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Truth is as strong as fiction on tube

Docus gain foothold on PBS, cable

It’s the “Survivor” after-effect — popular network reality shows have brought a new audience to “really real” nonfiction programming on cable and PBS.

Viewership and ratings are up for non-fiction series, say execs for both cabler HBO’s “America Undercover” and PBS’s “P.O.V.” showcase.

“Documentaries air in an entertainment context on HBO,” points out Nancy Abraham, VP of original programming, HBO. “They successfully play in that environment and hold their own.” A total of 64 million viewers in 51 million homes, for example, tuned in for “America Undercover Sundays” this past season.

“There’s a sensibility that indie work is worthwhile and that it’s entertaining,” agrees Cara Mertes, exec producer of “P.O.V.,” which is midway through its 14th annual season.

PBS plans to expand its time slots to 16, adding specials year round. Considering that 600 entries are submitted for the annual run, Mertes explains that the series is curated rather than commissioned.

“We respond to filmmakers. The series reflects broad interests, what’s best in indie film and what filmmakers are responding to in society today,” adds the production exec.

Upcoming for “P.O.V.”: Hannah Weyer’s look at migrant life at the U.S.-Mexican border, “La Boda,” N.Y. filmmaker Stephanie Black’s portrait of the effects of globalization in Jamaica, “Life and Debt,” and after three years in production, “5 Girls” from director Maria Finitzo and Kartemquin Films (“Hoop Dreams”).

Non-fiction filmmakers are considered by many to be the truest independents. Most documentaries are financed out of pocket, by foundation grants, and by goodwill. Many end up with a deficit, a small percentage receive a national broadcast, and a select few have a theatrical release, although docs rarely garner significant box-office coin.

“Getting through the process will kill you unless you have a project you’re passionate about,” says Maria Finitzo whose filmmaking odyssey began in 1996 with a proposal for PBS.

Her doc, “5 Girls,” follows the lives of five Chicago teenagers. Finitzo shot more than 180 hours of footage resulting in a tightly woven look at adolescent development that cuts across class lines.

Reaching out

Finitzo lauds “P.O.V.” for providing a home and identity for independents. A national outreach campaign is underway which includes use of “5 Girls” by girl and parent groups as well as a Web site that streams material not used in the film (www.pov.org).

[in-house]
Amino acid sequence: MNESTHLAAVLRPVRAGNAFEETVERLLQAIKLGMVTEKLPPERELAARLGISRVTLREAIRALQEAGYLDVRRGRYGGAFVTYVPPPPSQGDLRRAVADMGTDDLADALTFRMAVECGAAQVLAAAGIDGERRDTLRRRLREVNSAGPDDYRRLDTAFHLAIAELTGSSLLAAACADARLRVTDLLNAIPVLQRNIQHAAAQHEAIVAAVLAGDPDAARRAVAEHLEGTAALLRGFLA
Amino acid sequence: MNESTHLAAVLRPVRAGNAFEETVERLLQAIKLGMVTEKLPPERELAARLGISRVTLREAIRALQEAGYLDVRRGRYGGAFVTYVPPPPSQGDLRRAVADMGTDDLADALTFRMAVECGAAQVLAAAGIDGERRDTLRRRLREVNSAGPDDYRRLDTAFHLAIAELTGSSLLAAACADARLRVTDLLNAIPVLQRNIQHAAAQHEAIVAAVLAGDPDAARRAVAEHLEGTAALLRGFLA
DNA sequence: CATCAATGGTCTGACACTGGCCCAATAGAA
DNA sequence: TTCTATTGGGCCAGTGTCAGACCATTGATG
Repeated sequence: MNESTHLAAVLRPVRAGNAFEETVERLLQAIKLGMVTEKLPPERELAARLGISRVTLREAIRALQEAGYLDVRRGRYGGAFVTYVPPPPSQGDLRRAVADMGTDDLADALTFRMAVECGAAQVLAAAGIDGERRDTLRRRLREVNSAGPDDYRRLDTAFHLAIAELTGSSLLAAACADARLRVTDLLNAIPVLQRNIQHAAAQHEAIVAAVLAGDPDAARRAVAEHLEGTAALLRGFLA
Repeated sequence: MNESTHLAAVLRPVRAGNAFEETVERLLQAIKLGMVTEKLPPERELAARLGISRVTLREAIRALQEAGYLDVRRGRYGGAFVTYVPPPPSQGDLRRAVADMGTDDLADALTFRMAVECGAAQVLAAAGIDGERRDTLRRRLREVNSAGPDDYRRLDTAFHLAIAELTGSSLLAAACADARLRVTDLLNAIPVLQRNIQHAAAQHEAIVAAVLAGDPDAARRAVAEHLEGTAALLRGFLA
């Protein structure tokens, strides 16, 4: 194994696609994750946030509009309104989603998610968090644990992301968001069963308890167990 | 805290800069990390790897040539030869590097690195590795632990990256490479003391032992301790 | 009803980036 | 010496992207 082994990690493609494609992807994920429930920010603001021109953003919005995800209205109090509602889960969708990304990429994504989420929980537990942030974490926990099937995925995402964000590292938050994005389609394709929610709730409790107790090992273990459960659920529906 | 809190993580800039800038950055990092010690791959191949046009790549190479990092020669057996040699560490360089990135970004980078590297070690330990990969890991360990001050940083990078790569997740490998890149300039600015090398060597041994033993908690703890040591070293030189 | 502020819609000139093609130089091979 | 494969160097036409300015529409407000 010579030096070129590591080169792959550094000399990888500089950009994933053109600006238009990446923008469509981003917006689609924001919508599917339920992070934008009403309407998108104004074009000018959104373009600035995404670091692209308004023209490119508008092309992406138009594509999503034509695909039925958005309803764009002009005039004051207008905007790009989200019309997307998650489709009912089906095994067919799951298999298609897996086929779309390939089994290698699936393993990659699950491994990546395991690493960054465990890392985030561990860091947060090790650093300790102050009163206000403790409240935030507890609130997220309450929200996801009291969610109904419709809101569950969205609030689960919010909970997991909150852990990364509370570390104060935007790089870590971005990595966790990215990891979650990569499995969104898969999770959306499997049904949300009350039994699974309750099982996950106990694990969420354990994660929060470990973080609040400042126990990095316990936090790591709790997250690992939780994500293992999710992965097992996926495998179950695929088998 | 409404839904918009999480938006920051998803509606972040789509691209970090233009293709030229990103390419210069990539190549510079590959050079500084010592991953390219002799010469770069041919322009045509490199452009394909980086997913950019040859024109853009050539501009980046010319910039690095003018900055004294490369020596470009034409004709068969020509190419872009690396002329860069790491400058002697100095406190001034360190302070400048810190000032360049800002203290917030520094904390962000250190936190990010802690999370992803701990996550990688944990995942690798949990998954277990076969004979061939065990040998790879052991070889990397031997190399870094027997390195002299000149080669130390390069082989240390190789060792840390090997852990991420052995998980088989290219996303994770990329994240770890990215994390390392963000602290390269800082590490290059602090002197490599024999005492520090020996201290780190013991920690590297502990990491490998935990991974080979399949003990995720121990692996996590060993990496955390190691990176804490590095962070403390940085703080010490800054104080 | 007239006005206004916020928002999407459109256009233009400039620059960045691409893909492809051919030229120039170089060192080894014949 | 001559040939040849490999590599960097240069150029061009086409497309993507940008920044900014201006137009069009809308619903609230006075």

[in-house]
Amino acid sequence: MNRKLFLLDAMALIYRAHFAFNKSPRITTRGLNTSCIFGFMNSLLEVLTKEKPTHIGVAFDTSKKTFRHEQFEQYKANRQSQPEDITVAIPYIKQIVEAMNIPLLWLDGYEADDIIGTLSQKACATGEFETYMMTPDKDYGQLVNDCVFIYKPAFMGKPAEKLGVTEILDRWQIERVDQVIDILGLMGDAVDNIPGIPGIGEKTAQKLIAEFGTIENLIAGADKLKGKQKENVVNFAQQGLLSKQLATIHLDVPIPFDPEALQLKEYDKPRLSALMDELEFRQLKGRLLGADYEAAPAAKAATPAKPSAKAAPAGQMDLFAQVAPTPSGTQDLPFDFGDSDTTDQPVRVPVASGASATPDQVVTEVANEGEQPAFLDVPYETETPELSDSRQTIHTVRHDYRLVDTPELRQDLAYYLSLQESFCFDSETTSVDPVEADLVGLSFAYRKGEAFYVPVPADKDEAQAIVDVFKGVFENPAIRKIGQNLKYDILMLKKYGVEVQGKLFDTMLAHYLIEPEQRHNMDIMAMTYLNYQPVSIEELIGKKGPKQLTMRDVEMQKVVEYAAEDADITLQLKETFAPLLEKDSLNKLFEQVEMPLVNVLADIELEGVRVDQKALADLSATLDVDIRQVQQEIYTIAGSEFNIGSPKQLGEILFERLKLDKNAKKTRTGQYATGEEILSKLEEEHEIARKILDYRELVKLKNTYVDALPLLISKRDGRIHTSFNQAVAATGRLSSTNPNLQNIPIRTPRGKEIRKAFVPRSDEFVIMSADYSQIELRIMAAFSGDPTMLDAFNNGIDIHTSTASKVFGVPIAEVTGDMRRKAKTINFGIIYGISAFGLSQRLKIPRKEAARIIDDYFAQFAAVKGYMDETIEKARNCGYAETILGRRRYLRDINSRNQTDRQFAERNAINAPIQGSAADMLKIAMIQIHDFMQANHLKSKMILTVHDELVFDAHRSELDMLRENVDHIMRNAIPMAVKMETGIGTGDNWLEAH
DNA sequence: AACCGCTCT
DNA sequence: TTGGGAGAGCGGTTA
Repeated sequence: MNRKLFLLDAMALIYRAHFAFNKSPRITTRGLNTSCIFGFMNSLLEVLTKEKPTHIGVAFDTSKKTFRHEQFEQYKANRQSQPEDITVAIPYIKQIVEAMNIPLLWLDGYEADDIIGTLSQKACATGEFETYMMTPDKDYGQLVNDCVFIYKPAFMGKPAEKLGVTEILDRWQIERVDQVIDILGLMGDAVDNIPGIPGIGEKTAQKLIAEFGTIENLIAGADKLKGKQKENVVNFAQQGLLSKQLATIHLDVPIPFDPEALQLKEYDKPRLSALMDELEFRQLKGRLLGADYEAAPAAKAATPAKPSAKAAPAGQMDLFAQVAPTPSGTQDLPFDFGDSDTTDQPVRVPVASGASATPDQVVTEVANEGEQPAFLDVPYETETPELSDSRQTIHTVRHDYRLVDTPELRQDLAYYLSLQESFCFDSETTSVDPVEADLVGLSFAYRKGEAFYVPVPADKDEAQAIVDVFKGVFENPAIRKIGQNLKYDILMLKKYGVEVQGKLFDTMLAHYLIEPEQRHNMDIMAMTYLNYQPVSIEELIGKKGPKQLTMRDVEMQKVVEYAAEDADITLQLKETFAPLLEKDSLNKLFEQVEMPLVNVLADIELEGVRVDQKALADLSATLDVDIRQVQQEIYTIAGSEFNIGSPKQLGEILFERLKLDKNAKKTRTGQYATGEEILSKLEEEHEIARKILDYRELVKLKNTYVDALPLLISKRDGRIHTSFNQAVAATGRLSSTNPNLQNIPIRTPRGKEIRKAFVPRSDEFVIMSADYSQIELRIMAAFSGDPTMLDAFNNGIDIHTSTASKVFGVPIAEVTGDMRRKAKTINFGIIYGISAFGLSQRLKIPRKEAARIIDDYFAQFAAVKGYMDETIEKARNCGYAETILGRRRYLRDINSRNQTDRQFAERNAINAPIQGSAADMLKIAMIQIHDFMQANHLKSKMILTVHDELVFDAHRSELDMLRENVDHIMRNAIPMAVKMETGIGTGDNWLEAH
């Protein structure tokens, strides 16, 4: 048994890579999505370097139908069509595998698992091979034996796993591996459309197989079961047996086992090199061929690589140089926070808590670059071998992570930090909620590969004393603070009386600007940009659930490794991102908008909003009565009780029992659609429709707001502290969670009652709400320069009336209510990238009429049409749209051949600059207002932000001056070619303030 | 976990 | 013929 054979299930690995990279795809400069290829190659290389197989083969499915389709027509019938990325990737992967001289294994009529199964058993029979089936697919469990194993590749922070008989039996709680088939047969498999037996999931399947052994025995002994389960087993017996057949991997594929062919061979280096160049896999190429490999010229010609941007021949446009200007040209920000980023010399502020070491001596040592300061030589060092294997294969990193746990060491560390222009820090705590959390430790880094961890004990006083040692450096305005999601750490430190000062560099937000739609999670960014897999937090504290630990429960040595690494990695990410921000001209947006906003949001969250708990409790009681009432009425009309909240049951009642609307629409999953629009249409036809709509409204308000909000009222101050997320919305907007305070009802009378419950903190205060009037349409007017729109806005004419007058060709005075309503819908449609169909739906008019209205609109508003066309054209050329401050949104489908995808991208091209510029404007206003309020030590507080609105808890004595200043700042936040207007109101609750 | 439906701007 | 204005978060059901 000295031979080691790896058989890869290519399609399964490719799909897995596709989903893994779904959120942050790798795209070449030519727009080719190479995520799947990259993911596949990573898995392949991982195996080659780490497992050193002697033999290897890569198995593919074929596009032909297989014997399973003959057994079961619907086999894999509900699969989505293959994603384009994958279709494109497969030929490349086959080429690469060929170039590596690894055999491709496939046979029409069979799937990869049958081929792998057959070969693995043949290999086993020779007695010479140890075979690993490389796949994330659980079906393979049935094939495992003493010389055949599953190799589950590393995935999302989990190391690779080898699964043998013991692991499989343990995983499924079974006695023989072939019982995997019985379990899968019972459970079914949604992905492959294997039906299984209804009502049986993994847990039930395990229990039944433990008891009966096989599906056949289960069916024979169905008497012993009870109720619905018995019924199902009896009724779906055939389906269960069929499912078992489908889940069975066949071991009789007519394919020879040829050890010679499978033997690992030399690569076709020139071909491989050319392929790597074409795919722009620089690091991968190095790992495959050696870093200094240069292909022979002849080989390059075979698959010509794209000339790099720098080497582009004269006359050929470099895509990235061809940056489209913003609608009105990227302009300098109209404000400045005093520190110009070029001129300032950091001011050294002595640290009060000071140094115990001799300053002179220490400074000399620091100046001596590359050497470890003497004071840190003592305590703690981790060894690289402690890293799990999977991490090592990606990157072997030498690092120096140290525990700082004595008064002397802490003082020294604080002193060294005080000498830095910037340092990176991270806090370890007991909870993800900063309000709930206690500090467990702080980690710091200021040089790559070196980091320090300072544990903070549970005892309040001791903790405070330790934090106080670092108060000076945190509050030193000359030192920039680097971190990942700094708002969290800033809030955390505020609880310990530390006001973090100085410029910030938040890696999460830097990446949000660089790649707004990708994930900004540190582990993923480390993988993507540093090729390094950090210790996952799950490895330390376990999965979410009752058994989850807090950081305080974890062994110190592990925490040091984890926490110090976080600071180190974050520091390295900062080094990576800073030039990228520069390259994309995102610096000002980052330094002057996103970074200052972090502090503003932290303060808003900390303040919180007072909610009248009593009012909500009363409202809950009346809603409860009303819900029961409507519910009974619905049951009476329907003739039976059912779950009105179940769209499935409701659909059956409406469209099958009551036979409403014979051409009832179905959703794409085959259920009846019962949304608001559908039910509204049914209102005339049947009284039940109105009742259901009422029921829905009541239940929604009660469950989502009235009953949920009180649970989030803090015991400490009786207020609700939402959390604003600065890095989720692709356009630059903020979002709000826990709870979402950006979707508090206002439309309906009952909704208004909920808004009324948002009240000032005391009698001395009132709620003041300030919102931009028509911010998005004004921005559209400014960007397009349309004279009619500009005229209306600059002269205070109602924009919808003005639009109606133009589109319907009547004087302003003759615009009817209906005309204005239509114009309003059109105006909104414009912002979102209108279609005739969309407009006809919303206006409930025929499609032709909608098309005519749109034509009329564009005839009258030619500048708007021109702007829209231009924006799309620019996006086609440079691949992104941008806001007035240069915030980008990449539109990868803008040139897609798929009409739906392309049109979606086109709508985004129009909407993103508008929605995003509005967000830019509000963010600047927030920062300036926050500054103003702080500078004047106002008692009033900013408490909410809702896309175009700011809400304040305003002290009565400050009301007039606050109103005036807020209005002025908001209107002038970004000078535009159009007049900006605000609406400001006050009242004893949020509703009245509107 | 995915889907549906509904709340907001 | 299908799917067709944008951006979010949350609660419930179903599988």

“I see a film’s broadcast as an advertisement for future uses,” says Cara Mertes. “Social issue docs have a real shelf life and a tremendous potential to play a huge role in public life.”

In conjunction with the broadcast, “P.O.V.” encourages interaction through its Web sites for each individual film, fosters community outreach through its High Impact Television campaigns and allows viewers to become part of the broadcast loop by encouraging talking back via email, letters, phone or via video.

Alan Berliner’s “The Sweetest Sound,” a postmodern meditation on individuality, aired on “P.O.V.” nationwide in June. Within 30 seconds of its broadcast, Berliner began to receive email about the program, which multiplied as the show broadcast across time zones. More than 500 email responses have been posted on the pov.org web address since “The Sweetest Sound’s” premiere.

“Viewers now have names; It changes the sense of community and makes the audience tangible,” comments Berliner. After four of his films aired on “P.O.V.,” Berliner is used to sparking dialogue via his personal essays.

“Through the Internet, it’s now a communication of thoughts and ideas in three directions: filmmaker to viewer, viewer to filmmaker and then intra-audience, viewer to viewer.”

Nancy Abraham notes HBO subscribers are drawn to non-fiction because it is “a different viewing experience. A lot of so-called reality shows make what we’re doing so much more different and unique. They put into relief and highlight what we continue to do: verite that is observational, gripping and almost movie-like.”

For the last decade, HBO’s commissioned docs have been standouts at Oscar and Emmy time. Cinemax’s “Big Mama,” directed by Tracy Seretean, won the Academy Award for short documentary subject earlier this year; “Legacy” and “Long Night’s Journey Into Day” were HBO projects that received nods for feature doc. This year’s Emmy nominations include 12 for HBO non-fiction work including specials and the “Taxicab Confessions” series.

HBO’s enviable track record can be attributed in part to the luxury of time.

“Our filmmakers have the ability to stick with a story until it’s fully realized, following people over time through life issues” says Abraham.

HBO’s original programming department receives more than 1,000 submissions annually. Docs for HBO are financed in-house; acquisitions usually air on Cinemax’s showcase for indie production “Reel Life” series. Although Oscar winner “Into the Arms of Strangers: Stories of the Kindertransport” was acquired for broadcast on HBO this fall.

In March 2002 the cabler will premiere its second season of “America Undercover Sundays,” including a doc featuring former White House intern Monica Lewinsky, answering questions without legal restrictions.

The fall season of “Cinemax Reel Life” features Mira Nair’s “The Laughing Club of India,” with its companion virtual laughing club online at cinemax.com; Kirby Dick’s “Chain Camera,” a look at urban high school life told through students’ own lenses; and Paul Carlin’s “Salgado: the Spectre of Hope,” a chronicle of the famous photographer’s philosophy and life.

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